Our approach

It was time to take action; ‘Project Resolve’ was launched by the SRM team and Care UK was one of the strategic suppliers selected as a key provider of care services.
The SRM team consisted of seven members drawn from Procurement and Commissioning, Adults Social Care and Property services. A strategy was developed to gather data relating to the specific contract and SCC’s wider relationship with Care UK, and to undertake the following research:
  • Establishing current SRM maturity
  • Benchmarking Care UK bed prices against similar providers in the market
  • Conducting an evaluation of Care UK’s financial position
  • Understanding how SCC was perceived as a customer
  • Analysing SCC’s usage of Care UK bed and day care places
  • Identifying and fully understanding the key clauses within the contract
  • Engaging with Care UK to fully understand how they managed the care service and the properties
This enabled a series of recommendations to be developed that would address the immediate issues and also provide a template for managing contracts and relationships more effectively in the future.
These were based on adopting key elements of a holistic supplier relationship management approach.
These recommendations were accepted, and SCC and Care UK set about putting in place some fundamental elements of SRM.
It was important to ensure that contractual obligations were being met and the clauses in the agreement were appropriate within a formal contract management framework.
Governance and process
SCC understood the importance of having a formal contract management framework with defined expectations. It was made a priority to develop a stronger relationship at operational, strategic and executive levels.
Delivering additional value
Opportunities for efficiencies within the contract were identified, particularly around improved management of respite care admission and discharge processes, and increased attendance at the day care facilities.
SCC has implemented a number of processes which have helped to formalise the relationship and encourage a more collaborative way of working.
  1. Review meetings - Quarterly contract review meetings between strategic leads internally, and annual director level meetings with Care UK, ensure that the contract remains effective and that there is an established communications channel.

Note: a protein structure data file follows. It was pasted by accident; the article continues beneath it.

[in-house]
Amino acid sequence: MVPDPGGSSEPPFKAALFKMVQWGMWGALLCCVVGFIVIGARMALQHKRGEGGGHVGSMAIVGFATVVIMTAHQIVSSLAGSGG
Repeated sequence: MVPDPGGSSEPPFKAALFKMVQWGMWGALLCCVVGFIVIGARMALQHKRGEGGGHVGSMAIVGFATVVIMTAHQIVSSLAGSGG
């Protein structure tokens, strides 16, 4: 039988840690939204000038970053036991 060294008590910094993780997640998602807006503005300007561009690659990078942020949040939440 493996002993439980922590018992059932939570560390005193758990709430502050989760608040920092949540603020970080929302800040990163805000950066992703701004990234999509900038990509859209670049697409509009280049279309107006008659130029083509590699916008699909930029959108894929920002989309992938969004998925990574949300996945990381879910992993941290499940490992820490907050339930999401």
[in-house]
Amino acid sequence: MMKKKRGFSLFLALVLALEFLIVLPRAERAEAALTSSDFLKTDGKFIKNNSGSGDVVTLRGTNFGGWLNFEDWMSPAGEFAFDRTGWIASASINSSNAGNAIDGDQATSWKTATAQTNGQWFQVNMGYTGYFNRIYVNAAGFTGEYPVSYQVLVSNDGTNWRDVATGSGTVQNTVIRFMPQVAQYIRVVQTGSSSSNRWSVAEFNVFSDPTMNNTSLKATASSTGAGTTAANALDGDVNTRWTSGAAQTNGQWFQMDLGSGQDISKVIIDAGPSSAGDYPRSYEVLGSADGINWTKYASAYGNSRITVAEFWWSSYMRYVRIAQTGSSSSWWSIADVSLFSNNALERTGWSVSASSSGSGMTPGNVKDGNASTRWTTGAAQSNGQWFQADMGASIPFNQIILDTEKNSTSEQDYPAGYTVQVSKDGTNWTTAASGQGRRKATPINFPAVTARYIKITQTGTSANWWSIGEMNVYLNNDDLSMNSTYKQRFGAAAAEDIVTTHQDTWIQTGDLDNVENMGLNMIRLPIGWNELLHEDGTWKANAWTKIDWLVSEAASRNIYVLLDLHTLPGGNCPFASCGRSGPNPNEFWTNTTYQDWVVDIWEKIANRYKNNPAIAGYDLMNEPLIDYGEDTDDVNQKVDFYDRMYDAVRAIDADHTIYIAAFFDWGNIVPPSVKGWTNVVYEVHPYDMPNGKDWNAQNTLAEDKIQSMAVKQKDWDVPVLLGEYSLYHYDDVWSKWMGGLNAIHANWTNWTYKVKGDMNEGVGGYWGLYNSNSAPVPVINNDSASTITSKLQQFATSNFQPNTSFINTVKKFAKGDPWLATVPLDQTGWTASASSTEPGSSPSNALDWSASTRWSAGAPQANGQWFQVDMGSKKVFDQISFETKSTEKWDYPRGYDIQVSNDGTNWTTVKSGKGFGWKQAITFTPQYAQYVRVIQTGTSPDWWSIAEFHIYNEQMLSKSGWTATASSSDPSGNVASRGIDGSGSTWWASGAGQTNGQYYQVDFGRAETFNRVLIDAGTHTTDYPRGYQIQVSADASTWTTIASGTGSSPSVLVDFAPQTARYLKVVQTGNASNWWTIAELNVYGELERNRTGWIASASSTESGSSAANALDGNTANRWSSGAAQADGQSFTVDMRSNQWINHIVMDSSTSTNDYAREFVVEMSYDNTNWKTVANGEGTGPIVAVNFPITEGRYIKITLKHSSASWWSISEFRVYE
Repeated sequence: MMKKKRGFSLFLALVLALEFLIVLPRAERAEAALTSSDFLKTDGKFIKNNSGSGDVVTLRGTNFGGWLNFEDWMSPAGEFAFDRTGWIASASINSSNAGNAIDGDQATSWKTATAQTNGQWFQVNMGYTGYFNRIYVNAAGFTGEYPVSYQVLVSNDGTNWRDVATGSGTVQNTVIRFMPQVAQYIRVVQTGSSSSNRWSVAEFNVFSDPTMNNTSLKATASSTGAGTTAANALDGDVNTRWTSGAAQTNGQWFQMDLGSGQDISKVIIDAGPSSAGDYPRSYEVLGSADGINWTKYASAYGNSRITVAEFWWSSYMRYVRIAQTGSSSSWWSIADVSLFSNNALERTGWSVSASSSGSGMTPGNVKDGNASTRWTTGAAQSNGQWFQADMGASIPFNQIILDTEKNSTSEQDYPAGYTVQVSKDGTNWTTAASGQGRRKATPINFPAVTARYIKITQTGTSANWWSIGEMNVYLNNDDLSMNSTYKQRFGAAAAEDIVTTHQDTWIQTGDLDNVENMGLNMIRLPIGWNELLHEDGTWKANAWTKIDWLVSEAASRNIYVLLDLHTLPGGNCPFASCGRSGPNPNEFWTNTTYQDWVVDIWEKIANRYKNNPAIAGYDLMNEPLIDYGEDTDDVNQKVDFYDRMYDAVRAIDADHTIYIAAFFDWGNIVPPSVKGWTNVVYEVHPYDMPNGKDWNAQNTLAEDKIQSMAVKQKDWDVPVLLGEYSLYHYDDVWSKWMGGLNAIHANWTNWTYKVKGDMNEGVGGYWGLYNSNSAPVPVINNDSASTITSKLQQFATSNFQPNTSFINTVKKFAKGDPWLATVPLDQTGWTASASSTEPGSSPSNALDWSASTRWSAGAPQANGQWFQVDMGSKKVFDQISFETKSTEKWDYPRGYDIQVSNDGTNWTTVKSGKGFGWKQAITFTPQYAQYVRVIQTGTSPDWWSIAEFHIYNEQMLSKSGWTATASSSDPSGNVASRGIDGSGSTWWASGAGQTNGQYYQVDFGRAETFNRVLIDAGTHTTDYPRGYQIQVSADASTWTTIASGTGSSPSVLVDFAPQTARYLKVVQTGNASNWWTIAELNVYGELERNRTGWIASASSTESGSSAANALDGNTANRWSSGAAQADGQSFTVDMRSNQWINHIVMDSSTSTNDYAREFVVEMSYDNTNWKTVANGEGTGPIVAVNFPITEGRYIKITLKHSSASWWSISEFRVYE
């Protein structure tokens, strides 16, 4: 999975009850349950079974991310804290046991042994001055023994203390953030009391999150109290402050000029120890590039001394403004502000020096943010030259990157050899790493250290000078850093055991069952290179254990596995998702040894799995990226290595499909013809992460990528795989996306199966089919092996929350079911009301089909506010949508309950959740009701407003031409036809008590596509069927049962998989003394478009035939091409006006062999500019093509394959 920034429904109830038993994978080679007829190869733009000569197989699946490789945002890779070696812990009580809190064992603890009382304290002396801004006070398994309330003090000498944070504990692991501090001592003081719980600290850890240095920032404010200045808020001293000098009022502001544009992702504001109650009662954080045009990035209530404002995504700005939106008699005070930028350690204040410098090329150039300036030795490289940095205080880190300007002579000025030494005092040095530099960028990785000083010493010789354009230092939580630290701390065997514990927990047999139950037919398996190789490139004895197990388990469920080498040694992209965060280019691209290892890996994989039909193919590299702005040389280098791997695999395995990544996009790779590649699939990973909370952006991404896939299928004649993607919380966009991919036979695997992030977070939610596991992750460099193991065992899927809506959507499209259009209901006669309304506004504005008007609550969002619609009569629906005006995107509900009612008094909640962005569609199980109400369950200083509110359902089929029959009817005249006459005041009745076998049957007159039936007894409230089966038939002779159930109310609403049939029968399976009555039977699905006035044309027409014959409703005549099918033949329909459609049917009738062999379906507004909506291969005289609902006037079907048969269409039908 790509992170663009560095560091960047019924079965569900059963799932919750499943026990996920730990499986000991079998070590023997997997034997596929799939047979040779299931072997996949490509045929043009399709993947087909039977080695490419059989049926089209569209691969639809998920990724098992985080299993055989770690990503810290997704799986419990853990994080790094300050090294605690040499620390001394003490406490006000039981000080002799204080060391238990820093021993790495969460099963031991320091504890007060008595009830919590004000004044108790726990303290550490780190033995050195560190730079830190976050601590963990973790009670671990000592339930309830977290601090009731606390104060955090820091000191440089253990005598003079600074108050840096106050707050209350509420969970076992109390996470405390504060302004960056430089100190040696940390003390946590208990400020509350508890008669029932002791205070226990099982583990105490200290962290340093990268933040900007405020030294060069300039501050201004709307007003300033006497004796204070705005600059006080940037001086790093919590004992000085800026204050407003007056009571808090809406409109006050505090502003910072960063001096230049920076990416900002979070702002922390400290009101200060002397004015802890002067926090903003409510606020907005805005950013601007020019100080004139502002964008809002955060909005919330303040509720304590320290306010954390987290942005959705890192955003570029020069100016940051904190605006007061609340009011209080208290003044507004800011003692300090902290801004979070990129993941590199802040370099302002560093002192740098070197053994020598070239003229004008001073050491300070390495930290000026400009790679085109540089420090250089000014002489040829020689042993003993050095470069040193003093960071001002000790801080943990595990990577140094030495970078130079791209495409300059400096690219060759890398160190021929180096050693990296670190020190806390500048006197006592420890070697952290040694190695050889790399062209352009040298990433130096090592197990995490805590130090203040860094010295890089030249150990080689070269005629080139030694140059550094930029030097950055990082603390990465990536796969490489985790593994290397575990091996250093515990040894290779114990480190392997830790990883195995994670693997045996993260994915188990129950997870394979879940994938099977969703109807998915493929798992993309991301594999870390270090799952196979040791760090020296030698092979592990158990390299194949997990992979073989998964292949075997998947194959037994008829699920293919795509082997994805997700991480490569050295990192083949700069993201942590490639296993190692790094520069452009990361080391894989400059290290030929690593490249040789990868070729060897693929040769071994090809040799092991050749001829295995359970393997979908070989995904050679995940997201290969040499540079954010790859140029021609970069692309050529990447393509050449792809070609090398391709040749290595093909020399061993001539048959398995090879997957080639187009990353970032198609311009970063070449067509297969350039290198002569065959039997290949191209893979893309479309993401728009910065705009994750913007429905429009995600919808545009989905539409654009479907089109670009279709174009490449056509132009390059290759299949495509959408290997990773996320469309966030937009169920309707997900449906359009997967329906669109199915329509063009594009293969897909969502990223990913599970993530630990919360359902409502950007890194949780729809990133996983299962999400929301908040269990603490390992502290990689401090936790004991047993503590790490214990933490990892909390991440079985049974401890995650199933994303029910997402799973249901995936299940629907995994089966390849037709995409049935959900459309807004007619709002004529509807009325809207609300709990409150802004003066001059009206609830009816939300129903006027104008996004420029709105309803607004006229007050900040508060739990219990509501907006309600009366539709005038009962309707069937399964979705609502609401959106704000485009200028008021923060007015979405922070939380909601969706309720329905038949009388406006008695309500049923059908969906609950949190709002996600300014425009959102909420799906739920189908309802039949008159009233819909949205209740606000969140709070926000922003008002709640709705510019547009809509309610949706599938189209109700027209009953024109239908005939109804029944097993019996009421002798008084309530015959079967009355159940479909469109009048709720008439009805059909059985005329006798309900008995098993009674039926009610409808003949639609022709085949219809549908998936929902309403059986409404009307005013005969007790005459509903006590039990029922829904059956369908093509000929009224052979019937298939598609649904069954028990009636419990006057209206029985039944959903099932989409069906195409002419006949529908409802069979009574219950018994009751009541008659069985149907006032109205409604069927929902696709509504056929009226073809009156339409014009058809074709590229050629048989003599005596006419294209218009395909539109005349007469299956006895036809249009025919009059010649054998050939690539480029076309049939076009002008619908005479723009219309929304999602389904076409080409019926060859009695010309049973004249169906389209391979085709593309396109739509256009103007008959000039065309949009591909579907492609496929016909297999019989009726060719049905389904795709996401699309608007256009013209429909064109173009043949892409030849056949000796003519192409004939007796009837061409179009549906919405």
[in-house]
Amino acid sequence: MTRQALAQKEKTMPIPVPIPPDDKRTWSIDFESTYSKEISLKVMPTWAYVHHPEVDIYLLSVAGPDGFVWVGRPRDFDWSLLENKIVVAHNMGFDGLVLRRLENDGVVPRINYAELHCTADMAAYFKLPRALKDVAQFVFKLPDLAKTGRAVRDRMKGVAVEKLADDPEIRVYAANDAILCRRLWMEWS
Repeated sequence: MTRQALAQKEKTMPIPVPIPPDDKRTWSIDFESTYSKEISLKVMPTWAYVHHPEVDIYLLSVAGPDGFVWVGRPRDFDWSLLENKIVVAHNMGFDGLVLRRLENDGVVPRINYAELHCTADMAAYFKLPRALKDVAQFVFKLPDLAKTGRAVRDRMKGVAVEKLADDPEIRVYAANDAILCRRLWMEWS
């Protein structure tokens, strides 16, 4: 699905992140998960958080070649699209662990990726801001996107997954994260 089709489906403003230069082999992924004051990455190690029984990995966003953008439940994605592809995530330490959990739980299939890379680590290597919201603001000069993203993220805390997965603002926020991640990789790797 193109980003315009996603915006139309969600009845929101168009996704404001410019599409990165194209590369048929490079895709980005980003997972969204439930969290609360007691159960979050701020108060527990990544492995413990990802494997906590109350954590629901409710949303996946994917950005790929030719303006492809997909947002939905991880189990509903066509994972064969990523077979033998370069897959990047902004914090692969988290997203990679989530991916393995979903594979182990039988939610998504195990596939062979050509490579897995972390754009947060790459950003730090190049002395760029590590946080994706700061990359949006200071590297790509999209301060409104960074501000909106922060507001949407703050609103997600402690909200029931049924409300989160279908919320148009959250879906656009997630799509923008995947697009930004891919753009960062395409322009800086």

2. Inspections and information sharing - Inspections now take place which identify areas of best practice and areas for improvement to help Care UK more effectively manage the contract. Data gathering and information exchange are underway between SCC and Care UK. In addition, a shared risks and issues log means that both parties can work collaboratively and identify areas of improvement.
  3. Improvement in reporting - Quarterly reporting on quality has been introduced and implemented across the seven care homes.
Throughout this change process SCC have involved Care UK at every step, and both parties have worked hard to resolve issues and implement change as effectively and efficiently as possible.
“A good solid working relationship has been established with SCC. It has created an open and transparent partnership and a solid foundation to continually drive improvements and efficiencies, and deliver best quality care.” – CARE UK’S REGIONAL DIRECTOR 



One year on, SCC is already beginning to see the benefits of actively managing its supplier relationship and is able to see where further value can be achieved. Better engagement, structure and information from both sides will support the relationship over the lifecycle. It will enable both parties to ensure that the contract delivers best value for the users of the service and the residents of Surrey.